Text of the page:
Smog recedes, but poor air quality continues to plague northern India
An anti-cyclonic wind circulation that was depressing wind speeds has moved further south, allowing surface wind speeds to pick up over the weekend. The entry of dry cold northwesterly winds also ensured a dip in atmospheric moisture content.delhi Updated: Nov 12, 2017 11:56 IST
Pollution levels continued to remain high across the Indo-Gangetic plain, especially Delhi-NCR, although the smog showed signs of receding in most regions on Sunday.
An anti-cyclonic wind circulation that was depressing wind speeds has moved further south, allowing surface wind speeds to pick up over the weekend. The entry of dry cold northwesterly winds also ensured a dip in atmospheric moisture content.
Slow wind speeds and high moisture content, combined with the presence of other pollutants, led to the formation of smog in the region over the past week.
However, air quality in the national capital is yet to reach tolerable levels. The air quality index (AQI) in Delhi hovered around 478 at 10 am, while Gurgaon stood at 456, Noida at 485 and Ghaziabad maxed out at 500.
The AQI ranges from 0 to 500, with 500 being the worst possible air quality. However, experts warn that even this does not capture the full extent of the problem.
The India Meteorology Department has predicted significant improvement in air quality next week, besides rainfall due to a western disturbance in northwest India.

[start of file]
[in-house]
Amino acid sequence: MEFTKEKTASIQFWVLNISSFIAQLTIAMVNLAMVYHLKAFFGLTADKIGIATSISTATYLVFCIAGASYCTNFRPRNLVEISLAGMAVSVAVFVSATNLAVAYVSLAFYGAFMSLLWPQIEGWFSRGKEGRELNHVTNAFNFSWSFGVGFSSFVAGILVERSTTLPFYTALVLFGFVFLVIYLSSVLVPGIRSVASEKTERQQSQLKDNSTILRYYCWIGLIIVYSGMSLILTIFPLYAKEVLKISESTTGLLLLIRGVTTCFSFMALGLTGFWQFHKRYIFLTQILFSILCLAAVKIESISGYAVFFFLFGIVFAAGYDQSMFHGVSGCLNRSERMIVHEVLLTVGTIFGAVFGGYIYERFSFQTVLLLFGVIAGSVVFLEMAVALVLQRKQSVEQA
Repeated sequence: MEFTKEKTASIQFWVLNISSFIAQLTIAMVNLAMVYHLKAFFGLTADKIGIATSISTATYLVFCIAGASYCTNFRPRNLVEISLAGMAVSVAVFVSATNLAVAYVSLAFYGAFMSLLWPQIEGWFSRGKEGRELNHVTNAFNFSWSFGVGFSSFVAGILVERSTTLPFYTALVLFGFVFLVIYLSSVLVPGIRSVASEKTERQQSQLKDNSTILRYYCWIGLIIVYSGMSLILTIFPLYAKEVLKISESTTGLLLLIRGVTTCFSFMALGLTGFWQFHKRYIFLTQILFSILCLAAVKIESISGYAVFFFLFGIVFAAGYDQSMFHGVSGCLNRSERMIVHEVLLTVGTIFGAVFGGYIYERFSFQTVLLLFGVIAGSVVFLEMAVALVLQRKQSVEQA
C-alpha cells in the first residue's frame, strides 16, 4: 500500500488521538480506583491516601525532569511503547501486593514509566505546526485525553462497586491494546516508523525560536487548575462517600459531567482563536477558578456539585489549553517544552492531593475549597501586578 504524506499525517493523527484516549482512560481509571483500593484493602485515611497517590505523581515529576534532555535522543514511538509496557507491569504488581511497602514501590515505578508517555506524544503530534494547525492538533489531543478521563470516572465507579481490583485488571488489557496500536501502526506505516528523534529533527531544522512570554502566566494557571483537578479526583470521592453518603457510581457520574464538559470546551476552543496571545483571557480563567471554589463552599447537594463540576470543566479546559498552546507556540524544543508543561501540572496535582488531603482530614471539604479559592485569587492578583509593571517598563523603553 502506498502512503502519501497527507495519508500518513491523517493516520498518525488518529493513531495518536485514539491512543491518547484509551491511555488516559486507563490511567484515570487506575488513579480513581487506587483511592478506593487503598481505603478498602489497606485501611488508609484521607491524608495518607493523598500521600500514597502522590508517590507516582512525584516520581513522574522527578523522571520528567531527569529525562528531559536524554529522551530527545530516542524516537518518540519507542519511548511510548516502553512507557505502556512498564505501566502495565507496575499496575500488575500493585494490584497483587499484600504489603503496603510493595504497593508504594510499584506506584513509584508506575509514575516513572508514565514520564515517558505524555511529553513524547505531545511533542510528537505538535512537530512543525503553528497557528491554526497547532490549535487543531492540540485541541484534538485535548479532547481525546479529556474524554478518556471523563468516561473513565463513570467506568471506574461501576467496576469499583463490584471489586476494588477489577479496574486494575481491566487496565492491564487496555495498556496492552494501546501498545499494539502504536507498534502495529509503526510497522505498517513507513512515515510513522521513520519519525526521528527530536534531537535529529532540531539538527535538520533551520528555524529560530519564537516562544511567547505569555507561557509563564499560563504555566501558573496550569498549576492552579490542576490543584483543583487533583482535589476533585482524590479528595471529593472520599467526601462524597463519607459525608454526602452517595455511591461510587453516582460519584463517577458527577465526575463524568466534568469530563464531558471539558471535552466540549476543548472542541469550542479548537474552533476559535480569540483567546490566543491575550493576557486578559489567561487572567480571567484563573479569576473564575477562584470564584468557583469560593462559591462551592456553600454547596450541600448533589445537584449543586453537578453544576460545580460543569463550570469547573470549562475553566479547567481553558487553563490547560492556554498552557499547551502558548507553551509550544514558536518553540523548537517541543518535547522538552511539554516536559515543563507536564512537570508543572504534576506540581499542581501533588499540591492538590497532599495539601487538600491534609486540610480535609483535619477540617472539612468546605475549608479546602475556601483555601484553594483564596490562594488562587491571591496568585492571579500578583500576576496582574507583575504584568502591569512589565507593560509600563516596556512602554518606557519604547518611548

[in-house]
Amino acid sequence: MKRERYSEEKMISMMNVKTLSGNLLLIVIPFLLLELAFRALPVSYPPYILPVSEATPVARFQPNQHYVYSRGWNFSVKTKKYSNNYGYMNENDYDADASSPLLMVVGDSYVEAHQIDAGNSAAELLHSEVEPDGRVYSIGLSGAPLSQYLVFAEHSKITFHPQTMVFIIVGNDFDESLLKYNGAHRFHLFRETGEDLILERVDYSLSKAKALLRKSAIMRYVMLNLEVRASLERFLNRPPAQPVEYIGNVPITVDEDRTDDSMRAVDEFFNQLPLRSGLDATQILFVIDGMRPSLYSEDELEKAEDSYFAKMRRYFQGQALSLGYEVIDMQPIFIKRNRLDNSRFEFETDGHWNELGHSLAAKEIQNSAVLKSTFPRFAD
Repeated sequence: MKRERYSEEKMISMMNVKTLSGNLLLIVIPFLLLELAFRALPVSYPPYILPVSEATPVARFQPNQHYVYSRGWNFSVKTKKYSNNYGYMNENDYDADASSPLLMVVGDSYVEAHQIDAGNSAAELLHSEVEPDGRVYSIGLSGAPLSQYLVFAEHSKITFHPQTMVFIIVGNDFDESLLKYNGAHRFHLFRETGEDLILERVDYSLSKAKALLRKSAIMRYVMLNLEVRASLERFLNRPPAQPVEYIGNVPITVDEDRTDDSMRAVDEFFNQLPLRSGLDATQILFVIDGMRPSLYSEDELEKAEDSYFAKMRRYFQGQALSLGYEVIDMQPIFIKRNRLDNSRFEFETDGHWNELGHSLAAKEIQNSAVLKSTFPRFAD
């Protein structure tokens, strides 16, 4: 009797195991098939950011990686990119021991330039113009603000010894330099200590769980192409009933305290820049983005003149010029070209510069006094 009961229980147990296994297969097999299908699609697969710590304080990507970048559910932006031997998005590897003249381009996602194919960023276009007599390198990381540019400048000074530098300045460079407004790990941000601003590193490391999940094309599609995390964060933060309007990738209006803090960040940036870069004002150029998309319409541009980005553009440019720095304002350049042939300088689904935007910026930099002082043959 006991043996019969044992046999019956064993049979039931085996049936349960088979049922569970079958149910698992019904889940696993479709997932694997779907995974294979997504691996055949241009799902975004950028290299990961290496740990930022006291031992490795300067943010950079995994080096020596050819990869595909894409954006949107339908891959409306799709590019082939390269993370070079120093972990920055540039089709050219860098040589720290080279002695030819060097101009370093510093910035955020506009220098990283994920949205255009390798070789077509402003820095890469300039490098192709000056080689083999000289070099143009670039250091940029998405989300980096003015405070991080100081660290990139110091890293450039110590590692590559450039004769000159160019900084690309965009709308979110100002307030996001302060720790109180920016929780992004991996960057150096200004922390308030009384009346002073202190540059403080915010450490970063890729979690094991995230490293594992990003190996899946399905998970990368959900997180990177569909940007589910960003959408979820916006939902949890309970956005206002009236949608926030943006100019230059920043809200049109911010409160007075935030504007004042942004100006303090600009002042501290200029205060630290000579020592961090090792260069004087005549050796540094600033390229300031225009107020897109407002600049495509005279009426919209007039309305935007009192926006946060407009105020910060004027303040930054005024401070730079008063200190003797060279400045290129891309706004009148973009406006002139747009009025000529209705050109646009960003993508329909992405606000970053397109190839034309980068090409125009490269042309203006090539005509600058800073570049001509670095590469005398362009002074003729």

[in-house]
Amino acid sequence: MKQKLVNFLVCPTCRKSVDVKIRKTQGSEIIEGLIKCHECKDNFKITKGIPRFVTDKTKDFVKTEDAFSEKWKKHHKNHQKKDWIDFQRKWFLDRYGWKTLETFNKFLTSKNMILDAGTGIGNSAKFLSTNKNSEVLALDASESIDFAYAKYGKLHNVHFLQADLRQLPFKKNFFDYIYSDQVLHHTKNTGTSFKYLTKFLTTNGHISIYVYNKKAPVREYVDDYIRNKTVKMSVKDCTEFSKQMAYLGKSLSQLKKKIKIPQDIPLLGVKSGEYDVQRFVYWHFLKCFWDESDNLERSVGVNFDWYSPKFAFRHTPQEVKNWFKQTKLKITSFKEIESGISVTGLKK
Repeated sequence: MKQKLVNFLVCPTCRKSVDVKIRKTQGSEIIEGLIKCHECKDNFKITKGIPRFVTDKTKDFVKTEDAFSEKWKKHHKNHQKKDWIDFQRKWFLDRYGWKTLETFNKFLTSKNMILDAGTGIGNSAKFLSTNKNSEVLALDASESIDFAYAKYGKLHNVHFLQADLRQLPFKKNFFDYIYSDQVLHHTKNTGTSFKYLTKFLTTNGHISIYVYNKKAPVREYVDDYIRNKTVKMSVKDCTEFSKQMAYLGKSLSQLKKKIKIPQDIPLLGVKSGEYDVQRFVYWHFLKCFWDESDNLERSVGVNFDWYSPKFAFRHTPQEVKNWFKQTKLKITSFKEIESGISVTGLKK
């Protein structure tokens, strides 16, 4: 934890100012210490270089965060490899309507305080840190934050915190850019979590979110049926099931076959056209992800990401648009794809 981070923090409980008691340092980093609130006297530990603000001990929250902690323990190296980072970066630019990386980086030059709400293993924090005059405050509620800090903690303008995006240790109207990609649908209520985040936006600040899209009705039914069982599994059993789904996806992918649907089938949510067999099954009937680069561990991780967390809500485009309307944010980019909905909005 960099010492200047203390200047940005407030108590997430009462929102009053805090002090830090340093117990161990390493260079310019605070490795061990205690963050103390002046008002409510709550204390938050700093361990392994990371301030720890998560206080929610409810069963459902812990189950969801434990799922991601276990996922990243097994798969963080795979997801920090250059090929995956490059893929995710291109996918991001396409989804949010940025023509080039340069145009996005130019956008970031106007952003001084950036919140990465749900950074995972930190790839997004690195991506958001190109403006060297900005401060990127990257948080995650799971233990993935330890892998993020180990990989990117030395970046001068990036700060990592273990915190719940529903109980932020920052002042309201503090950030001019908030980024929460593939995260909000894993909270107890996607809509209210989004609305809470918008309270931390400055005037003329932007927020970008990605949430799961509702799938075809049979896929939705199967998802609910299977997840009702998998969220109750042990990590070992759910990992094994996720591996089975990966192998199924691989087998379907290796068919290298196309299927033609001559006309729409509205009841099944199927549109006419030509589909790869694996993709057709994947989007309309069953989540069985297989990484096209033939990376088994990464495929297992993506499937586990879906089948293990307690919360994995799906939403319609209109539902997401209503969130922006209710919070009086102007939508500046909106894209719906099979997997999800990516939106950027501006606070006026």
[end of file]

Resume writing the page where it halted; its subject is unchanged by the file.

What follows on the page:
“An induced cyclonic circulation is likely to form over West Rajasthan and adjoining Pakistan, with moisture incursion taking place in the region,” a release issued by the India Meteorological Department said.
Western disturbance refers to a system of low pressure that moves from the west to the east, bringing moisture from Eurasian water bodies. It is responsible for winter rain in northwestern India and snowfall in Himalayan tracts of the region.
The rainfall is expected to settle the pollutants in Punjab, Haryana and western Uttar Pradesh. Northwesterly winds blowing from inland zones will also bring cleaner air, flushing out pollutants.
Isolated pockets of Delhi-NCR are likely to receive rainfall on Tuesday evening and Wednesday. “A significant improvement in air quality is expected in Delhi from November 16,” said Mahesh Palawat, a meteorologist at the Skymet Weather Forecasting Services.
But some experts believe that while the showers will bring temporary relief from the pollution, they may do more harm than good in the long run. They say the rain will hike moisture levels, trapping pollutants and triggering fresh smog-like conditions in the following days.